Since 2002 Perimeter Institute has been recording seminars, conference talks, and public outreach events using video cameras installed in our lecture theatres. Perimeter now has 7 formal presentation spaces for its many scientific conferences, seminars, workshops and educational outreach activities, all with advanced audio-visual technical capabilities. Recordings of events in these areas are all available On-Demand from this Video Library and on Perimeter Institute Recorded Seminar Archive (PIRSA). PIRSA is a permanent, free, searchable, and citable archive of recorded seminars from relevant bodies in physics. This resource has been partially modelled after Cornell University's arXiv.org.
Apart from Einstein, Paul Dirac was probably the greatest theoretical physicist of the twentieth century. Dirac, co-inventor of the most revolutionary theory for 150 years 'quantum mechanics' is now best known for conceiving of anti-matter in his head and also for his deeply eccentric behaviour. For him, the most important attribute of a fundamental theory was its mathematical beauty, an idea that he said was 'almost a religion' to him. In this talk, Farmelo will argue that this obsession originated in his early life and training as an engineer and mathematician.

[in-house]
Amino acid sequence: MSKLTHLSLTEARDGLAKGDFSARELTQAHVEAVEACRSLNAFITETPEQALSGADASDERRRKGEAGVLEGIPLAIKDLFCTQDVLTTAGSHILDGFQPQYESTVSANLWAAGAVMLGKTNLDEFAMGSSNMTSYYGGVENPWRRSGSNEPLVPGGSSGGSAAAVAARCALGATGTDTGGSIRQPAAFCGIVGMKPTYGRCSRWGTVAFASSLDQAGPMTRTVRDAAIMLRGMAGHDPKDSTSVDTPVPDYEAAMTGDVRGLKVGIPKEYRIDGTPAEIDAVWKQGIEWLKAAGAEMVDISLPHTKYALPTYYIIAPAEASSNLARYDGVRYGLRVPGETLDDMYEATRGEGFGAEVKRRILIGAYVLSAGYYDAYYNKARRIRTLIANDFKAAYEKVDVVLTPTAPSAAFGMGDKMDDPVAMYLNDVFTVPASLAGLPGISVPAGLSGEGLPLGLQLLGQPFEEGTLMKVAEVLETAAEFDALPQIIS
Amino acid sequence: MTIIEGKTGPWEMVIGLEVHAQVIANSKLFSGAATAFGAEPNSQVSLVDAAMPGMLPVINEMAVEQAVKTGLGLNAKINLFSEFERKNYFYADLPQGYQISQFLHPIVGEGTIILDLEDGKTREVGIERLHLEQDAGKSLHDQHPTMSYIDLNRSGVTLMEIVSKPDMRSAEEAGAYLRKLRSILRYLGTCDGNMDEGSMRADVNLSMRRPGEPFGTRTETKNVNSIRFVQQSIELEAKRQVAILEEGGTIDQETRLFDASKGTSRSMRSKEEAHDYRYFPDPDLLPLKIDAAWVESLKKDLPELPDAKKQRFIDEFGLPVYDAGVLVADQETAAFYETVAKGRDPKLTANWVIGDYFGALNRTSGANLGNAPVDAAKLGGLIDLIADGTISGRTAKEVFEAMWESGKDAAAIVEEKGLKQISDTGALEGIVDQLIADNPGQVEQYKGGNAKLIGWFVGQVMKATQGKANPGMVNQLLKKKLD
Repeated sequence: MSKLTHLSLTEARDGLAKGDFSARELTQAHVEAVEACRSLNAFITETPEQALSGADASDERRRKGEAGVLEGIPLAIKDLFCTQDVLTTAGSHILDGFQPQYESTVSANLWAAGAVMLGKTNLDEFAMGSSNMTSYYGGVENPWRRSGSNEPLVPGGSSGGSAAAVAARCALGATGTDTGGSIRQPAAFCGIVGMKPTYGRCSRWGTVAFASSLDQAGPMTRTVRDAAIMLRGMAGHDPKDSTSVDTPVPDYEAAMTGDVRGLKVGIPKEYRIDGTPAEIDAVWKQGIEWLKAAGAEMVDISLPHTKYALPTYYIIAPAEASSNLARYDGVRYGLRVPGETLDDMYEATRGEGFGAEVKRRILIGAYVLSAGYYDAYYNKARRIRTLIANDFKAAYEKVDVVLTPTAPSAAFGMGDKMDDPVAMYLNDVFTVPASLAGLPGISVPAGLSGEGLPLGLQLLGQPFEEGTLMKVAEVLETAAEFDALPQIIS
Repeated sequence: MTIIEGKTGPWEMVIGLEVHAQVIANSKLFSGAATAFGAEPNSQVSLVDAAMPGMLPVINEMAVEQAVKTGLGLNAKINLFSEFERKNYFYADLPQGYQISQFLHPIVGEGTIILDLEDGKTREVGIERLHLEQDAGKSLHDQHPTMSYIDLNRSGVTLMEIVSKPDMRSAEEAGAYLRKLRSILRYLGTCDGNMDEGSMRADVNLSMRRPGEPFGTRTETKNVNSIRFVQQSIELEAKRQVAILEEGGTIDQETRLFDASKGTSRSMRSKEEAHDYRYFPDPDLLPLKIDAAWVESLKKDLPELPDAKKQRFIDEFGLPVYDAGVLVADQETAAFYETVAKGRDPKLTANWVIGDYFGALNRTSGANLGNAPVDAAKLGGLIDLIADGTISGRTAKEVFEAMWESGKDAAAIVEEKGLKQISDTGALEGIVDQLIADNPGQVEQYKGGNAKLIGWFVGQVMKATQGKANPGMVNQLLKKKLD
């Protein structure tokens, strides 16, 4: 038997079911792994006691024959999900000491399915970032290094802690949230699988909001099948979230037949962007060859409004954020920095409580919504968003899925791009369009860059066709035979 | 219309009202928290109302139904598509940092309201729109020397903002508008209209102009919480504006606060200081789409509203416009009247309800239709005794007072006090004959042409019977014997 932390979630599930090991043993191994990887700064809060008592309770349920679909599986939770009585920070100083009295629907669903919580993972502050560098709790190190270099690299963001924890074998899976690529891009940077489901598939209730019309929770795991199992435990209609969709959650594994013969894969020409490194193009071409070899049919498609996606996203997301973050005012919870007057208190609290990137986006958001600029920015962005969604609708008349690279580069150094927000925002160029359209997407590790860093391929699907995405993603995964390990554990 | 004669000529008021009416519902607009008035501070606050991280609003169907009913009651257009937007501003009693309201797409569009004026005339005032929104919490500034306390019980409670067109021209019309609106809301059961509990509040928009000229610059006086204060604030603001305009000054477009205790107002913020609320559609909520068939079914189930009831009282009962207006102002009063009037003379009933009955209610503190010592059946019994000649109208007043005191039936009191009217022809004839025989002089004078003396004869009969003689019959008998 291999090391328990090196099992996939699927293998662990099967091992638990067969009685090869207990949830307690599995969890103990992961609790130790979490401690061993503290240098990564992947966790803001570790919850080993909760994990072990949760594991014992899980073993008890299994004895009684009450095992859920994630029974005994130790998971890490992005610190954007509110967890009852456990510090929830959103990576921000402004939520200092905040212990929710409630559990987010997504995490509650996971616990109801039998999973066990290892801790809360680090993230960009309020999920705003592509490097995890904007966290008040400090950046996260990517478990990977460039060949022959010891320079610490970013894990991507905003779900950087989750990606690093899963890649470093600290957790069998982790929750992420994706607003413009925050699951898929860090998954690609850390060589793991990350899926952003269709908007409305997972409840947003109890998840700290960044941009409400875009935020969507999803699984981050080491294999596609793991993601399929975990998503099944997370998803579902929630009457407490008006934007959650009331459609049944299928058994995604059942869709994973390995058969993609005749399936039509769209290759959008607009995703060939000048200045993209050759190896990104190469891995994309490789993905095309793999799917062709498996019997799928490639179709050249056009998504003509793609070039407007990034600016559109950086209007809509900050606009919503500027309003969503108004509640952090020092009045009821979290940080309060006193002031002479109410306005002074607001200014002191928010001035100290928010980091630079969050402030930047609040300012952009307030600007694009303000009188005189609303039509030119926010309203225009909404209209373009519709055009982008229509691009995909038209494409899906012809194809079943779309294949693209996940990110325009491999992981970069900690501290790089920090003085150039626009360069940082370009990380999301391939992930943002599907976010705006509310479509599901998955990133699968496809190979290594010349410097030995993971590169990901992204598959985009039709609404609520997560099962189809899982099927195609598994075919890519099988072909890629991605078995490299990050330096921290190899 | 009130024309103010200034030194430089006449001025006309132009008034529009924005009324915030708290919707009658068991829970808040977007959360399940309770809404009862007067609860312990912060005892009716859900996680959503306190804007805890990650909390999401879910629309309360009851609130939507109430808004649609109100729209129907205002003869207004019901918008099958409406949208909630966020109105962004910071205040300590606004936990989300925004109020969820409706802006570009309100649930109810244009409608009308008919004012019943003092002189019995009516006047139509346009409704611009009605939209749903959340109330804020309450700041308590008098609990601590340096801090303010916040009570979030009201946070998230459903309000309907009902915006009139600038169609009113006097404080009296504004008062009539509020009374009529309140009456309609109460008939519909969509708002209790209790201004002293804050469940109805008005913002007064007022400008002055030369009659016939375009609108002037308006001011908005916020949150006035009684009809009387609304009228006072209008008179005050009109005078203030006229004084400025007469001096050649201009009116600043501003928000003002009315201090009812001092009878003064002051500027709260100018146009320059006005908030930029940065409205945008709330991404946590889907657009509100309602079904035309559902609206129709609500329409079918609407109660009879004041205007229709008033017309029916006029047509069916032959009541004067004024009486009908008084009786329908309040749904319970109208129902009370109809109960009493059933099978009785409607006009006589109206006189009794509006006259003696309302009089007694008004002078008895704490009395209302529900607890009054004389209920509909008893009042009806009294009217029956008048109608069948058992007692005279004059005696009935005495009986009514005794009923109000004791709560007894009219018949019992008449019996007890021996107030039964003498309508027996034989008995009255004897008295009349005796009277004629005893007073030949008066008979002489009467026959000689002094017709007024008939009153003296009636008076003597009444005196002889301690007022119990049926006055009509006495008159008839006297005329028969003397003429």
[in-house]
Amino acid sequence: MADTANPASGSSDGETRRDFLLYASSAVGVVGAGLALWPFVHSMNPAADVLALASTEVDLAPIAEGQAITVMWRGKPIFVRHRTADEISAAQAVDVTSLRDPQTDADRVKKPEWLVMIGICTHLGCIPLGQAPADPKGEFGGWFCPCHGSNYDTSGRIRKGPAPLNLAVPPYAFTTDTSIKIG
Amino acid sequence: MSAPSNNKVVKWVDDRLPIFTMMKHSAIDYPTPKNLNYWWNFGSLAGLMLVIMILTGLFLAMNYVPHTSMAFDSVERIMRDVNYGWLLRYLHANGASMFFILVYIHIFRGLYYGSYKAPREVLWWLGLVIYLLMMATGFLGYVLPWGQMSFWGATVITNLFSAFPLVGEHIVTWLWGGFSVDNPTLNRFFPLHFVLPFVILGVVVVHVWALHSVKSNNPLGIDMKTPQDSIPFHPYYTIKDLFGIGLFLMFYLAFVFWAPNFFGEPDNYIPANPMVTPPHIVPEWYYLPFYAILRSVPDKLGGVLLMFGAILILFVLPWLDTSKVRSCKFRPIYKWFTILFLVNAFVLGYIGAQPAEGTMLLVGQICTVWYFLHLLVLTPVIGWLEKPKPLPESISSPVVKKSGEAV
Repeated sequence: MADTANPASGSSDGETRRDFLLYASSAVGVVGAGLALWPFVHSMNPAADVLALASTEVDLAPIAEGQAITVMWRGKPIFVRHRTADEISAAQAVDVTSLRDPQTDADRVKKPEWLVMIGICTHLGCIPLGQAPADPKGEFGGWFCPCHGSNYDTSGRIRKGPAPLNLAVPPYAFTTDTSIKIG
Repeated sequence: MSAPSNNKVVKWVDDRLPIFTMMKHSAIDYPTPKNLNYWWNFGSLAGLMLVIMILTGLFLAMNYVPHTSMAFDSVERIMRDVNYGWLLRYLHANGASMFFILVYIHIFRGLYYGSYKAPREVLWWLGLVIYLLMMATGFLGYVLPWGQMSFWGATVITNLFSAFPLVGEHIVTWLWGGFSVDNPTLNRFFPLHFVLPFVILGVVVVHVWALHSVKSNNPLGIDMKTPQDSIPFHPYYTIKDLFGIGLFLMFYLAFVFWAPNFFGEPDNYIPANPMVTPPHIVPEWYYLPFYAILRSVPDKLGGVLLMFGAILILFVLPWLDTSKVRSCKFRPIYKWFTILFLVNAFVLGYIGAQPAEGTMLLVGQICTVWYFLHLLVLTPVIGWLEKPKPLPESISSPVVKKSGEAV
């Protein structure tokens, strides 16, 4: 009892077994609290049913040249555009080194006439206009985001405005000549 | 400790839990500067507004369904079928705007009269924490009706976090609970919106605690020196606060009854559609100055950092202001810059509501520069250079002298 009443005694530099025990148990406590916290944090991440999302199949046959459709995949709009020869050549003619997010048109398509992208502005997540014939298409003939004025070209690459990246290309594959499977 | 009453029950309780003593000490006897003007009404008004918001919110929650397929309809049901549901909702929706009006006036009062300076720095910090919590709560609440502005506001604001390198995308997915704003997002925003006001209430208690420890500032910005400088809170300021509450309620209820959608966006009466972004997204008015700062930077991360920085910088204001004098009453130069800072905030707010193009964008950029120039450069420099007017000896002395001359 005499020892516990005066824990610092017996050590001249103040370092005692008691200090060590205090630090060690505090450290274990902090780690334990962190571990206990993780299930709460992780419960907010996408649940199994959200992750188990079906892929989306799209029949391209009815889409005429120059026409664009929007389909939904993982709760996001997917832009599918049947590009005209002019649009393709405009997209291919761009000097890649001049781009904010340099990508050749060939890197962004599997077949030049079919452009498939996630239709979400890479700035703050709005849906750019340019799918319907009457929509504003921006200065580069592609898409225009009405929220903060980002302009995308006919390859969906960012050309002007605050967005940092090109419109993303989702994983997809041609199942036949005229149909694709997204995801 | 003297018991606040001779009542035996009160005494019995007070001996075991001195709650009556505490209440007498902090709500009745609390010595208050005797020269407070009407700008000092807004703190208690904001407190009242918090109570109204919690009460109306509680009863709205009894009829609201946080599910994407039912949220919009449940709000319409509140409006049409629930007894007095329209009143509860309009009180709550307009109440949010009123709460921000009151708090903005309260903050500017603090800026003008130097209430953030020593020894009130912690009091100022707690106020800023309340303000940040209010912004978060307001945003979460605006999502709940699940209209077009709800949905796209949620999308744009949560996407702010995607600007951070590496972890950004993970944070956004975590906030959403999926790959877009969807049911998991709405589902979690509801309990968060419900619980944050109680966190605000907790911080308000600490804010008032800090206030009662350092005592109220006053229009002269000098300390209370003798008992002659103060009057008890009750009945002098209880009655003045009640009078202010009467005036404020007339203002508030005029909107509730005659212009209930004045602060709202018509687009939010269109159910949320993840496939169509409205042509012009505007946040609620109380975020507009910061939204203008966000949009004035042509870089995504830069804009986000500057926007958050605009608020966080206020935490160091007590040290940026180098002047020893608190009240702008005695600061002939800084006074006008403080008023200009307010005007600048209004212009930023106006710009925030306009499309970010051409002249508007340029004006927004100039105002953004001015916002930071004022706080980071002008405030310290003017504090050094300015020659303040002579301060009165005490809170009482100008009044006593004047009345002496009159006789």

To study the continuum limit of a microscopic model of gravity we need microscopic observables that have a clear interpretation in terms of continuum geometry. In general the construction of such observables is notoriously difficult. In the model of causal dynamical triangulations (CDT) it is clear what the microscopic observables are, but at present the only known well-behaved observables with a continuum interpretation are spatial volumes.
Paul Dirac has been called ‘the first truly modern theoretical physicist’. In the latter part of his life, he was obsessed by the idea that the fundamental laws of nature must have mathematical beauty. This was ‘almost a religion to him’, he said. In this talk, I shall trace the origins of his fascination with this idea (going back to his school education) and question the account he gave of his contribution to quantum mechanics and field theory, which he often said emerged from his aesthetic perspective.